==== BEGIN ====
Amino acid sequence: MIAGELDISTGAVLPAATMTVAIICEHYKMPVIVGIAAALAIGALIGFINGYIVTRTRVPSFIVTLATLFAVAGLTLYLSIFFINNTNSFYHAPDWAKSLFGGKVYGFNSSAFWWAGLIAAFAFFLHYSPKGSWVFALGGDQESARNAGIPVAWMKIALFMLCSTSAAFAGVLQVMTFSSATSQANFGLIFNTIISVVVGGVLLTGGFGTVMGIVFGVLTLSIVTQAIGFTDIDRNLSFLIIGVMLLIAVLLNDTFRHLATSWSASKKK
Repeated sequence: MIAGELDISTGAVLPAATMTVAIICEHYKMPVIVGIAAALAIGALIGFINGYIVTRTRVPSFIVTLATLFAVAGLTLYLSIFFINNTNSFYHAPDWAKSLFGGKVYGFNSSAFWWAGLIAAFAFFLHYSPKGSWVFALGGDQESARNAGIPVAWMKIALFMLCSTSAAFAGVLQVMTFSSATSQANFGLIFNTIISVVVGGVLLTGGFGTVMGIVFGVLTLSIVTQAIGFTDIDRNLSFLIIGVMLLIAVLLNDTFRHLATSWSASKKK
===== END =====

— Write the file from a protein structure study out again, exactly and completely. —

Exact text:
Amino acid sequence: MIAGELDISTGAVLPAATMTVAIICEHYKMPVIVGIAAALAIGALIGFINGYIVTRTRVPSFIVTLATLFAVAGLTLYLSIFFINNTNSFYHAPDWAKSLFGGKVYGFNSSAFWWAGLIAAFAFFLHYSPKGSWVFALGGDQESARNAGIPVAWMKIALFMLCSTSAAFAGVLQVMTFSSATSQANFGLIFNTIISVVVGGVLLTGGFGTVMGIVFGVLTLSIVTQAIGFTDIDRNLSFLIIGVMLLIAVLLNDTFRHLATSWSASKKK
Repeated sequence: MIAGELDISTGAVLPAATMTVAIICEHYKMPVIVGIAAALAIGALIGFINGYIVTRTRVPSFIVTLATLFAVAGLTLYLSIFFINNTNSFYHAPDWAKSLFGGKVYGFNSSAFWWAGLIAAFAFFLHYSPKGSWVFALGGDQESARNAGIPVAWMKIALFMLCSTSAAFAGVLQVMTFSSATSQANFGLIFNTIISVVVGGVLLTGGFGTVMGIVFGVLTLSIVTQAIGFTDIDRNLSFLIIGVMLLIAVLLNDTFRHLATSWSASKKK